Whose Rights, Whose City?

Post-Grenfell, mid-Windrush and pre-Brexit, a day-long forum in London invited artists and organizations to re-imagine the communities we live in

‘I write memory on the margins of history, in the shadow of empire, and the frontier of silence’, opened Barby Asante’s performance for ‘Rights to the City?’, a day-long convergence of presentations, talks and performances at London’s Conway Hall. A quote taken from Canadian poet and author M. Nourbe Se Philip, Asante’s work is a meditation on ‘circles, rituals, openings and closings’, taking many different forms; a history of post-colonial migration (‘we are here because you were there’, read a slide quoting Sri Lankan novelist and intellectual Ambalavaner Sivanandan); a tribute to close friends who have recently passed (including artist Khadija Saye who died in the Grenfell fire); an indictment of resources fenced in by white supremacy; and an exploration of speaking circles as a method to ‘present pain and dissidence’, to enact honest dialogue, to create a space in which one might attempt to ‘change one’s relation to oneself’.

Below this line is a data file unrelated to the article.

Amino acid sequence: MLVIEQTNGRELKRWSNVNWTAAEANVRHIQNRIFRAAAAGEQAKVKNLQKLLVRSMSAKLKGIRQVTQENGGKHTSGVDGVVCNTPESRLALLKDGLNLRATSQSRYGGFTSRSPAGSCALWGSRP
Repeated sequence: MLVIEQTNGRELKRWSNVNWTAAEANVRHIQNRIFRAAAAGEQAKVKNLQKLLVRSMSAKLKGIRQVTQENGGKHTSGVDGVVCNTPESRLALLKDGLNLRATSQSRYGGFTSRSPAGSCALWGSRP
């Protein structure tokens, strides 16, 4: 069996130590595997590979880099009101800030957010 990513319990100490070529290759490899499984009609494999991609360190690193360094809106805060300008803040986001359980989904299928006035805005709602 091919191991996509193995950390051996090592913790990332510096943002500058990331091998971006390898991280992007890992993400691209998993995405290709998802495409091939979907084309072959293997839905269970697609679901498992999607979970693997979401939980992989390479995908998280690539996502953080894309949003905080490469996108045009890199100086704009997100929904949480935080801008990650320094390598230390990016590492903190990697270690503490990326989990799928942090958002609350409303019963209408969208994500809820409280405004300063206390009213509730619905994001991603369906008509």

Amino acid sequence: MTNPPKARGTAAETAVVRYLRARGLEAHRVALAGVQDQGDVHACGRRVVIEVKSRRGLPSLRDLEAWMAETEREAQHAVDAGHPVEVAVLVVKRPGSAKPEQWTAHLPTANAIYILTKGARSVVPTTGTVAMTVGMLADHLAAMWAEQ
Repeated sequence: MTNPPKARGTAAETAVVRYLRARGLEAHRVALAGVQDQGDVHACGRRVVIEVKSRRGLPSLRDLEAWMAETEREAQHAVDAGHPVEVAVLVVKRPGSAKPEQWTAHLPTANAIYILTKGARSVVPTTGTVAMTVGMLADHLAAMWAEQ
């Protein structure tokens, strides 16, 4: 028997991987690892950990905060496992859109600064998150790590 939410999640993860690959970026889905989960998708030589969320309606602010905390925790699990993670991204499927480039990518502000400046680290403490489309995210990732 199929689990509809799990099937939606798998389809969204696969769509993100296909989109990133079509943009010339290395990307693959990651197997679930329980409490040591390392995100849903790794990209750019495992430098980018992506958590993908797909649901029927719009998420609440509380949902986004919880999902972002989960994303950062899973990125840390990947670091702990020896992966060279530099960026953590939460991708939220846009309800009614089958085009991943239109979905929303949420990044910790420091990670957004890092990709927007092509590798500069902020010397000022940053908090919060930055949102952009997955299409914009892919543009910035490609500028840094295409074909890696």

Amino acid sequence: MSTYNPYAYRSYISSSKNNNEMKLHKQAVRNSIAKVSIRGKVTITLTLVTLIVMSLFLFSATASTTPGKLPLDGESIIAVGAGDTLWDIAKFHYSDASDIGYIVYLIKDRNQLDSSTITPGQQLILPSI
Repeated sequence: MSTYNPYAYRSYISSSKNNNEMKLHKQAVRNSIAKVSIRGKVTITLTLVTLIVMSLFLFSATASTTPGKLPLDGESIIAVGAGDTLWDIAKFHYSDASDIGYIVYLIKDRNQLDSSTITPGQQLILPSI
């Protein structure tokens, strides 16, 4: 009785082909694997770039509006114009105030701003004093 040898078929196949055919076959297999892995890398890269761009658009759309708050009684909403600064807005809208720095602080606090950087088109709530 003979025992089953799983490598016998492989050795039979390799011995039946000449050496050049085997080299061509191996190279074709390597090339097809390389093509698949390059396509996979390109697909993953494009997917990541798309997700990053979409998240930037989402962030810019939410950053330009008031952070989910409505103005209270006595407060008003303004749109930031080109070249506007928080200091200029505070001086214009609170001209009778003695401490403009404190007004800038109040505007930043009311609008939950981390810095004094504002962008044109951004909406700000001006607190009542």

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‘'V Nightingale’, Implicated Theatre, 2015. Courtesy: Serpentine Galleries, London

‘'V Nightingale’, Implicated Theatre, 2015. Courtesy: Serpentine Galleries, London